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Seagrass Josie Strahle. Grow in meadows Reproduce sexually and asexually Flower in summer emerged to 1.5m Originated on land and adapted to water High genetic diversity. Significance of Seagrasses. Provide nursery areas for juvenile fish and crustaceans

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Seagrass Josie Strahle

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Grow in meadows
  • Reproduce sexually and asexually
    • Flower in summer
    • emerged to 1.5m
  • Originated on land and adapted to water
  • High genetic diversity
significance of seagrasses
Significance of Seagrasses
  • Provide nursery areas for juvenile fish and crustaceans
  • Provides food and habitat to endangered sea turtles and manatees
  • Also support mollusks, gastropods, insects, and other plants
  • High productivity, supports biodiversity
  • Export carbon, nitrogen, phosphorus to coastal food webs
  • Stabilize sediment on sea floor - improve water quality
seagrasses as nurseries
Seagrasses as Nurseries
  • Fish move to meadow as larva, move off shore when grown
  • Some studies report that growth is faster in seagrass beds than in non-vegetated environments
  • Importance varies geographically
    • meadows more important as nurseries in United States than in Australia
    • More important in tropical Caribbean then in Indo-Pacific region
Usually Flat, linear leaves with parallel veins
  • Tallest - Thalassodendron ciliatum - 126 cm
  • Smallest - Halophilia minor - 2 cm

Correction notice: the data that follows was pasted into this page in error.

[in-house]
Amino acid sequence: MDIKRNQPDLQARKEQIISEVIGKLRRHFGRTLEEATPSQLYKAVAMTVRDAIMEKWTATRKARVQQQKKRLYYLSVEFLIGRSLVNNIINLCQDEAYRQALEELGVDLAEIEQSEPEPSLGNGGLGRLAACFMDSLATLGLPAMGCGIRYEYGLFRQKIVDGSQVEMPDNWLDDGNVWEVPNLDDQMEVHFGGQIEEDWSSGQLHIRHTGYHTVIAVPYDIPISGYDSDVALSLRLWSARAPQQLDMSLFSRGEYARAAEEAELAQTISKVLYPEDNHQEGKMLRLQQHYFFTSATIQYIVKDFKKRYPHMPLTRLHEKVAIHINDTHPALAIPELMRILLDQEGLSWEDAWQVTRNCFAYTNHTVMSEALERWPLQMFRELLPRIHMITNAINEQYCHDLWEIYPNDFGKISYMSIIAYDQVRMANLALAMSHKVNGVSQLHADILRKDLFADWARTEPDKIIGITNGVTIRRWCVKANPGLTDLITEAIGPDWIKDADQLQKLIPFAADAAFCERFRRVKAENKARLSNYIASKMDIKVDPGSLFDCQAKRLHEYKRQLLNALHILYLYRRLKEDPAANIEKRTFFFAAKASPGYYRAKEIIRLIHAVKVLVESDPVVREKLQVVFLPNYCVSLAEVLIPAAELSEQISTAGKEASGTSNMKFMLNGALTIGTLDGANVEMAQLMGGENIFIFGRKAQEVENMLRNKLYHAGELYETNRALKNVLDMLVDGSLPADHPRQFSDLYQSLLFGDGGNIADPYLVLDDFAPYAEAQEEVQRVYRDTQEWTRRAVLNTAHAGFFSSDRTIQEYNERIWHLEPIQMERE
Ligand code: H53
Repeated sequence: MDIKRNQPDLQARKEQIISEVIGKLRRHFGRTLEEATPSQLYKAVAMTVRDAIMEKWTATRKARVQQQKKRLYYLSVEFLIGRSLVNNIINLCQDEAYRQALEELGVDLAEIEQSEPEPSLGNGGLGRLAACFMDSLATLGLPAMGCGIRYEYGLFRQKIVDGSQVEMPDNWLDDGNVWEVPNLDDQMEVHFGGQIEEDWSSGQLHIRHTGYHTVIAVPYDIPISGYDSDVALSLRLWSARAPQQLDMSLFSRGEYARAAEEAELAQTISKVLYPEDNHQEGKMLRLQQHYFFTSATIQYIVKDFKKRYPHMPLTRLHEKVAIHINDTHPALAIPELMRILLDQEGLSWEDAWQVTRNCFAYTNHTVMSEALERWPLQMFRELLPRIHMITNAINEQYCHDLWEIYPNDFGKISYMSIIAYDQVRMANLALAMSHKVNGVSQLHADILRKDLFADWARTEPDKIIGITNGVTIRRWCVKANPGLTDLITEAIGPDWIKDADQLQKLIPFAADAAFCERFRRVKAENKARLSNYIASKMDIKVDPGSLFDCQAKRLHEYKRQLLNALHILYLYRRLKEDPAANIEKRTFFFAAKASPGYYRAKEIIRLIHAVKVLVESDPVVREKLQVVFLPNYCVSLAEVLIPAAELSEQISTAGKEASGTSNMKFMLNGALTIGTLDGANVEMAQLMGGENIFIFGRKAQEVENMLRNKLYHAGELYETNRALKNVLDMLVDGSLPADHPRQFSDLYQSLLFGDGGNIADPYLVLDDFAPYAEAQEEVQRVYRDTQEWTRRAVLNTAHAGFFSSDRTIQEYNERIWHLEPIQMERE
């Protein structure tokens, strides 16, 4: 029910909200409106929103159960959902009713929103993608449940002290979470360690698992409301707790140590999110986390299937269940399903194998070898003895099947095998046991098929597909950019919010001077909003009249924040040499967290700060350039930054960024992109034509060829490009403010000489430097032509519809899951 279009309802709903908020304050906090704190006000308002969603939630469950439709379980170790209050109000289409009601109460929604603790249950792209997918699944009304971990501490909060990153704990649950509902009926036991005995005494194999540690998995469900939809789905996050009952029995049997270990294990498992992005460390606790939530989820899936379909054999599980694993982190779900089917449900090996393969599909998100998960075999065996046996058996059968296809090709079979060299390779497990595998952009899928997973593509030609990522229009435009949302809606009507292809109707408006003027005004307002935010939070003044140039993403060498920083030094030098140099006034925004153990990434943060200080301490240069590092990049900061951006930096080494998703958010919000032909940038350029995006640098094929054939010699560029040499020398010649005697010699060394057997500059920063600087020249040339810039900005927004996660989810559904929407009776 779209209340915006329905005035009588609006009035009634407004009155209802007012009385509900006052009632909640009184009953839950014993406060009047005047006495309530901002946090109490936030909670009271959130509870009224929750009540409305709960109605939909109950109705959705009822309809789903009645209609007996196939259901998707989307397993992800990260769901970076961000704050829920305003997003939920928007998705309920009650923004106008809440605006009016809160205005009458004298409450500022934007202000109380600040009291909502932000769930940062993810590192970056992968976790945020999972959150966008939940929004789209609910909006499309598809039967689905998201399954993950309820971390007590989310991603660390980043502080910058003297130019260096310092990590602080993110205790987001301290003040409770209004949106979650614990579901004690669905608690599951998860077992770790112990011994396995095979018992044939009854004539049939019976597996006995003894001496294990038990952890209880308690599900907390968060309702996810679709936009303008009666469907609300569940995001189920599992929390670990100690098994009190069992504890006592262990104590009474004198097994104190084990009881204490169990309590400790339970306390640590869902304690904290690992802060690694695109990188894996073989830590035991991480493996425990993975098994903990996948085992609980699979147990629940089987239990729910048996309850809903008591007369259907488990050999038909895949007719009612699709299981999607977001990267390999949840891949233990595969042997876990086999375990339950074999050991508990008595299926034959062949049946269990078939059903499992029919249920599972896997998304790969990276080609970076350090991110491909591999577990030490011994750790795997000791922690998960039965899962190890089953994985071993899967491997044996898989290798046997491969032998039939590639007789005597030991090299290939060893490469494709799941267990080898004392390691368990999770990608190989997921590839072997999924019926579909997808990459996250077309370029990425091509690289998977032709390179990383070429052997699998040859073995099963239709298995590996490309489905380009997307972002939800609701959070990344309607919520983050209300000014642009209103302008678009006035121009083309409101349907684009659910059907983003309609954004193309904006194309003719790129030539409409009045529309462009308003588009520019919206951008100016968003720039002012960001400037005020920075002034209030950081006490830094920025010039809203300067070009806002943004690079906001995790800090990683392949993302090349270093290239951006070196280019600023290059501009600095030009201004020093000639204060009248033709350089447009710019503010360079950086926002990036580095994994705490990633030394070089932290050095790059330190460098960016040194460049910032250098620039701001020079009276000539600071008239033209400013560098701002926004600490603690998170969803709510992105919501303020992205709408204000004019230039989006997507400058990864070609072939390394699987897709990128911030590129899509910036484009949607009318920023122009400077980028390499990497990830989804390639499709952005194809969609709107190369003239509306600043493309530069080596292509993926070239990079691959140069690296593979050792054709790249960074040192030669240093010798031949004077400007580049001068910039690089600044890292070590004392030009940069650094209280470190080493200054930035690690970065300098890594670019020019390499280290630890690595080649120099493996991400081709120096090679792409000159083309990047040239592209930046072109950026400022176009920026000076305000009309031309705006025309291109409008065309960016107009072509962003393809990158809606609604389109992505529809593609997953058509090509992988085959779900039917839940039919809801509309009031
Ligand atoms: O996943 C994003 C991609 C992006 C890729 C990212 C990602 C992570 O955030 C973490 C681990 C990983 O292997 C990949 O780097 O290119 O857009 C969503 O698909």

• Oval-shaped leaf
  • Ball formed by surf - Australia
  • Grows in intertidal
Johnson’s seagrass - 1-2 inches tall
  • Can grow in very shallow water
  • Able to take up nutrient through roots and shoots
  • Fixed nutrients from detritus are then released by leaching and microbial mineralization
    • increases nutrient levels and energy flow in meadows
  • Woody underground root
  • grows close to shore
Can tolerate range of salinity: above or below normal sea water
    • flourishes at salinity of 2, 12, 40%
    • 60% and above damaged plants
  • Epidermal cells exposed to high salinity show changes
    • mitochondria closer to plasma membrane
    • smaller vacuoles
    • complex wall in growths
    • density of mitochondria and choloroplasts increased
    • Smaller vacuoles
destruction of meadows
Destruction of meadows
  • Because habitat is close to shore, seagrasses susceptible to destruction
loss of meadows
Loss of Meadows
  • National Marine Fisheries Service petitioned to list the seagrass as endangered in 1998
  • Seagrass meadows being destroyed
    • Physical factors such as storms can destroy seagrass
    • Mostly human causes
Dredging, anchor mooring, boat propellers
  • Erosion due to seawalls
  • Sedimentation, high salinity, poor water quality
  • Sewage discharge
  • Most significant seagrass killers are algae blooms
algae blooms
Algae Blooms
  • Excessive nutrient inputs leads to algae blooms
    • waste water and farm run-off
  • Block out light
    • density of plants reduced
    • productivity reduced
    • light reduction can cause the collapse of a meadow in two years
Once destroyed, meadows take decades to reestablish
  • Some cannot grow back because young plants need shelter of full grown plants